Patrick McKendry is a rugby and boxing writer for the Herald.

Rugby: World's best juniors heading for Auckland

Vian Van Der Watt from South Africa during the IRB Junior World Championships final match between South Africa and New Zealand. File photo / Getty Images
Vian Van Der Watt from South Africa during the IRB Junior World Championships final match between South Africa and New Zealand. File photo / Getty Images

While the rugby radar is now firmly tuned in to the start of the Super rugby, some are eyeing another crucial tournament in June.

Much will depend on the New Zealand team's performance but the International Rugby Board is hoping for record-breaking crowd numbers at the Junior World Championships in Auckland.

Twelve teams will contest the under-20 tournament from June 2 to 20, with New Zealand hoping to find the form that saw them sail through the first four tournaments (2008-2011) unbeaten. That track record was dented in South Africa in 2012 when the Kiwis lost to Wales in a pool match and the baby Boks in the final, and again last year when Chris Boyd's team, which included Blues lock Patrick Tuipulotu and Hurricanes loose forward Ardie Savea, lost the play-off for third to the Boks.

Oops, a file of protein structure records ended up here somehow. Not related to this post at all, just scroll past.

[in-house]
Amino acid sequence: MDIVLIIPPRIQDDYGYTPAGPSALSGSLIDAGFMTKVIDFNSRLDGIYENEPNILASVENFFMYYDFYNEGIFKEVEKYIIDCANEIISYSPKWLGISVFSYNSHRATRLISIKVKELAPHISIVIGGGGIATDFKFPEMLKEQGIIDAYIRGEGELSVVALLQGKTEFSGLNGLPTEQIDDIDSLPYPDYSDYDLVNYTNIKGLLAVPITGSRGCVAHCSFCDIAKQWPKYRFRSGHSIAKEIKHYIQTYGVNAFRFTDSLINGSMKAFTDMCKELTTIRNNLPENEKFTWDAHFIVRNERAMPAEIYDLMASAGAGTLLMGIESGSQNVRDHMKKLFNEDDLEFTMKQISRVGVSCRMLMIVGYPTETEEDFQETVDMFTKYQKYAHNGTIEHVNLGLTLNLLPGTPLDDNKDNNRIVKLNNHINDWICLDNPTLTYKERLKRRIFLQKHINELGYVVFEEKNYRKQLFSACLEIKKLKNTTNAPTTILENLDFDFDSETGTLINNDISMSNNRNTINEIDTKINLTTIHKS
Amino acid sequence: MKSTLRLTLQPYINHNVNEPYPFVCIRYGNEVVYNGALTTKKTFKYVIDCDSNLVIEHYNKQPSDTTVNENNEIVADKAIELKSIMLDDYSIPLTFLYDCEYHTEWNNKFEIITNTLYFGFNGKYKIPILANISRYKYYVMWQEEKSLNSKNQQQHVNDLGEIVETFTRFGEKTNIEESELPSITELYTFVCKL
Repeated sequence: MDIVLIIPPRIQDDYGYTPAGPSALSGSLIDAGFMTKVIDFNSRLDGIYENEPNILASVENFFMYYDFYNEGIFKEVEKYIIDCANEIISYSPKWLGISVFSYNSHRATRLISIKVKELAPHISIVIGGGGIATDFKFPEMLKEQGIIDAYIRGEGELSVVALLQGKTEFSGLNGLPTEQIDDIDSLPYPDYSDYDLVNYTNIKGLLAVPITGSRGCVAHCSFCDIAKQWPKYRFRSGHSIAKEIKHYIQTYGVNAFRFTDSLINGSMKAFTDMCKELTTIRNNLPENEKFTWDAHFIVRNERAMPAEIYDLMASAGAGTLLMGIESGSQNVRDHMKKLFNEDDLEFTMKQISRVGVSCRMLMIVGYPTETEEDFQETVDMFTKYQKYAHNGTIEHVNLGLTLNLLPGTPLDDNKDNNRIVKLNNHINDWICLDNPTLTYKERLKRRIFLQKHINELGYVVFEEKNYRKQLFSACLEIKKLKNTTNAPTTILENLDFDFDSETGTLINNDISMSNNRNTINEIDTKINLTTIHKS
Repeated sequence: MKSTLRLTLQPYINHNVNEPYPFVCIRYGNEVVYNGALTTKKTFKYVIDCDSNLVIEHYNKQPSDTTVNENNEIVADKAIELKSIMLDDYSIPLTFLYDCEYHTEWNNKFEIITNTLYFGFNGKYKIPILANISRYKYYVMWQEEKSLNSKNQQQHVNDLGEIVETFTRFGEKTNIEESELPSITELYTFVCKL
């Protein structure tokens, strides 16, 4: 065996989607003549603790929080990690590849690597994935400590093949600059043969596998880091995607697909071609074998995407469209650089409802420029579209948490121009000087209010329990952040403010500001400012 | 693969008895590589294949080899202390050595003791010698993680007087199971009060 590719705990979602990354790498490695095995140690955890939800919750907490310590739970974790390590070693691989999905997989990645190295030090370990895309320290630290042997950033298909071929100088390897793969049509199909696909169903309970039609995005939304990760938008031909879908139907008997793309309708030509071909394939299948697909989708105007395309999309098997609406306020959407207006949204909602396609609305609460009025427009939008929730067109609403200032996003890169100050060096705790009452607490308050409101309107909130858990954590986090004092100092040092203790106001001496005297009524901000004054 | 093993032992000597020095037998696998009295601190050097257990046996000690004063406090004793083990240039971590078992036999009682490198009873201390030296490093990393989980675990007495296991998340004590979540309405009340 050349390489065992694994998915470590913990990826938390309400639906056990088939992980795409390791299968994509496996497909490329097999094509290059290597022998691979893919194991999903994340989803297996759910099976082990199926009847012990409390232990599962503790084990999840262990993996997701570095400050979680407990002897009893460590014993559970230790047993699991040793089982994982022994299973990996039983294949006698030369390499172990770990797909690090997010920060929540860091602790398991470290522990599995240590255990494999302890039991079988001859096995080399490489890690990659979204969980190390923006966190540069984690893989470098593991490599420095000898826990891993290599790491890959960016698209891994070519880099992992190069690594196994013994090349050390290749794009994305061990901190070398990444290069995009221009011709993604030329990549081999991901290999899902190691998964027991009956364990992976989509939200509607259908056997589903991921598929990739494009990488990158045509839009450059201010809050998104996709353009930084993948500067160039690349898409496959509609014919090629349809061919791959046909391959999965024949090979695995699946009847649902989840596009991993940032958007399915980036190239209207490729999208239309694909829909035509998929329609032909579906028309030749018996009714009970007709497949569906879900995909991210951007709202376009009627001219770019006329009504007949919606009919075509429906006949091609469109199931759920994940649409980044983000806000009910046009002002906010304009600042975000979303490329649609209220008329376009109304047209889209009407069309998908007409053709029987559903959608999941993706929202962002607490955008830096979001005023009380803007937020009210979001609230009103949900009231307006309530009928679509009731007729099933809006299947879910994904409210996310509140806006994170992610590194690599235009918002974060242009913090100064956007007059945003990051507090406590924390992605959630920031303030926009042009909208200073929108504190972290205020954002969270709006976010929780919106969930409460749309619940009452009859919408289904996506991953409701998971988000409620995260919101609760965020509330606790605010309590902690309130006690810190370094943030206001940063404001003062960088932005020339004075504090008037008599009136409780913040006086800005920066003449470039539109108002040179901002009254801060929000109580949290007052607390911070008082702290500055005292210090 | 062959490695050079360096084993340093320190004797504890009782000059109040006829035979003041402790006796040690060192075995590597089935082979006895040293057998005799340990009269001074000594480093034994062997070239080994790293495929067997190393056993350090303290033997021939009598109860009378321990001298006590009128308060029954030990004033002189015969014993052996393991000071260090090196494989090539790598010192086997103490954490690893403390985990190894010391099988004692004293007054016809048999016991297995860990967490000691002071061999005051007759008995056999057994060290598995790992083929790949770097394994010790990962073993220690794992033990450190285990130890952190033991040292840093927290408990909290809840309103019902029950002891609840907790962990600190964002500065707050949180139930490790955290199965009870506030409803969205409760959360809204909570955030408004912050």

England are the current champions after winning their final against Wales in France last year.

Philippe Bourdarias, the IRB's competitions general manager, said New Zealand's record in putting on two successful World Cups suggested the latest junior edition would be a hit.

"I think it's going to be the biggest Junior World Championships we have organised," said Bourdarias, who is in Auckland to finalise details of the tournament.

"Two years ago in South Africa we had a record-breaking tournament crowd - 40,000 in the final - it was massive. But I'm quite confident that we will break this record.

"As in any event, the success depends on the home team. In South Africa why did we break records? Because South Africa won it."

Bourdarias said he was also extremely positive about the interest from European broadcasters, who have not been put off by New Zealand's time difference.

The biggest 15s tournament outside the World Cup, it also traditionally features some of the best rugby, with the open game preferred to kicking for territory.

"For us it's very important. It's also very important for the participating unions because under-20 is a pathway for the players. All the talent they have identified three or four years previous ... it is the last stage [before becoming full internationals]."

In the case of the All Blacks, 17 of the squad on last year's European tour played in the Junior Worlds.

In what is a concentrated tournament played at three venues - Pukekohe and North Harbour with the finals at Eden Park - spectators will be able to watch three pool matches a day at a single venue.

Tickets have been priced to suit families at from $5 for children and $10 for adults.


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